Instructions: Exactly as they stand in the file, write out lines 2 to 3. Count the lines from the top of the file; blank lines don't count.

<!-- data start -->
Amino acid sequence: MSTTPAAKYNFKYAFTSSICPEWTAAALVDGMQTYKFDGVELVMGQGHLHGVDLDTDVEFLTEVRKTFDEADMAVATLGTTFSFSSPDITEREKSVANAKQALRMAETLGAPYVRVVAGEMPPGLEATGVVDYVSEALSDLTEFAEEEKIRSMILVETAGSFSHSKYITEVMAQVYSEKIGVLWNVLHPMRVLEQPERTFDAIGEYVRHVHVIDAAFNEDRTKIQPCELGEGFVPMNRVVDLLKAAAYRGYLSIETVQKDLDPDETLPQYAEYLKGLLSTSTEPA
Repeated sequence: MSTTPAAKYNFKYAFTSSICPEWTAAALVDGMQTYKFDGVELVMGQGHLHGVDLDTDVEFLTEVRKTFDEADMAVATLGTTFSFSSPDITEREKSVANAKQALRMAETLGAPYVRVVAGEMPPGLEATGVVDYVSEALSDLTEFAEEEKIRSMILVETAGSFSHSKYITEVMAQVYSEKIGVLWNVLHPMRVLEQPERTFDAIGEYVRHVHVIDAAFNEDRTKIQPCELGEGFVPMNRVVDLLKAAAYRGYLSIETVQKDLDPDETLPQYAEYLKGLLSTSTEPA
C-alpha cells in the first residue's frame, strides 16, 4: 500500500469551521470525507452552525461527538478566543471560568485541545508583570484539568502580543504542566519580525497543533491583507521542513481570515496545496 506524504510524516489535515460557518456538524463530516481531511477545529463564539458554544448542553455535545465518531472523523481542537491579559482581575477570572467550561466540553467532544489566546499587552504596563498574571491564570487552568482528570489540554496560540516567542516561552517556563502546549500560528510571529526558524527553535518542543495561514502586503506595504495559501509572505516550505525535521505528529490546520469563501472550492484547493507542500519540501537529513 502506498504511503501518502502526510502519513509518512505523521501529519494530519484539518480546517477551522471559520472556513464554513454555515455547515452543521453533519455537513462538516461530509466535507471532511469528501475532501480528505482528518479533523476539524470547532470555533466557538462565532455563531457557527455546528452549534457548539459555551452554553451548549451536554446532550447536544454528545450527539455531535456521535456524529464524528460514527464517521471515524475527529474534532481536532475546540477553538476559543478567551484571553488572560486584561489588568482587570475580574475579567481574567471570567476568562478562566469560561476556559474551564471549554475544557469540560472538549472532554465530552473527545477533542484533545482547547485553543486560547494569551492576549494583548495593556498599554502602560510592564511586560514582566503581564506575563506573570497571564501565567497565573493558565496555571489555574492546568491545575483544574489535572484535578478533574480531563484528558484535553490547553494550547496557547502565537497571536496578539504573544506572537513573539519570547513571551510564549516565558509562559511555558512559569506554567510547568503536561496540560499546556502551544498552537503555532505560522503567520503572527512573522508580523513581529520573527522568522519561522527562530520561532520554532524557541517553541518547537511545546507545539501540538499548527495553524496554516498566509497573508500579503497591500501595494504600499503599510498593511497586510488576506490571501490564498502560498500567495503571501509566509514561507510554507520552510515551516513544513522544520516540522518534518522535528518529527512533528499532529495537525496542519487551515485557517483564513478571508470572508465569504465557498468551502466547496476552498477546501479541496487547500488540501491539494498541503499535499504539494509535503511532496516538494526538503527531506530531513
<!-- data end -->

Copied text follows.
Repeated sequence: MSTTPAAKYNFKYAFTSSICPEWTAAALVDGMQTYKFDGVELVMGQGHLHGVDLDTDVEFLTEVRKTFDEADMAVATLGTTFSFSSPDITEREKSVANAKQALRMAETLGAPYVRVVAGEMPPGLEATGVVDYVSEALSDLTEFAEEEKIRSMILVETAGSFSHSKYITEVMAQVYSEKIGVLWNVLHPMRVLEQPERTFDAIGEYVRHVHVIDAAFNEDRTKIQPCELGEGFVPMNRVVDLLKAAAYRGYLSIETVQKDLDPDETLPQYAEYLKGLLSTSTEPA
C-alpha cells in the first residue's frame, strides 16, 4: 500500500469551521470525507452552525461527538478566543471560568485541545508583570484539568502580543504542566519580525497543533491583507521542513481570515496545496 506524504510524516489535515460557518456538524463530516481531511477545529463564539458554544448542553455535545465518531472523523481542537491579559482581575477570572467550561466540553467532544489566546499587552504596563498574571491564570487552568482528570489540554496560540516567542516561552517556563502546549500560528510571529526558524527553535518542543495561514502586503506595504495559501509572505516550505525535521505528529490546520469563501472550492484547493507542500519540501537529513 502506498504511503501518502502526510502519513509518512505523521501529519494530519484539518480546517477551522471559520472556513464554513454555515455547515452543521453533519455537513462538516461530509466535507471532511469528501475532501480528505482528518479533523476539524470547532470555533466557538462565532455563531457557527455546528452549534457548539459555551452554553451548549451536554446532550447536544454528545450527539455531535456521535456524529464524528460514527464517521471515524475527529474534532481536532475546540477553538476559543478567551484571553488572560486584561489588568482587570475580574475579567481574567471570567476568562478562566469560561476556559474551564471549554475544557469540560472538549472532554465530552473527545477533542484533545482547547485553543486560547494569551492576549494583548495593556498599554502602560510592564511586560514582566503581564506575563506573570497571564501565567497565573493558565496555571489555574492546568491545575483544574489535572484535578478533574480531563484528558484535553490547553494550547496557547502565537497571536496578539504573544506572537513573539519570547513571551510564549516565558509562559511555558512559569506554567510547568503536561496540560499546556502551544498552537503555532505560522503567520503572527512573522508580523513581529520573527522568522519561522527562530520561532520554532524557541517553541518547537511545546507545539501540538499548527495553524496554516498566509497573508500579503497591500501595494504600499503599510498593511497586510488576506490571501490564498502560498500567495503571501509566509514561507510554507520552510515551516513544513522544520516540522518534518522535528518529527512533528499532529495537525496542519487551515485557517483564513478571508470572508465569504465557498468551502466547496476552498477546501479541496487547500488540501491539494498541503499535499504539494509535503511532496516538494526538503527531506530531513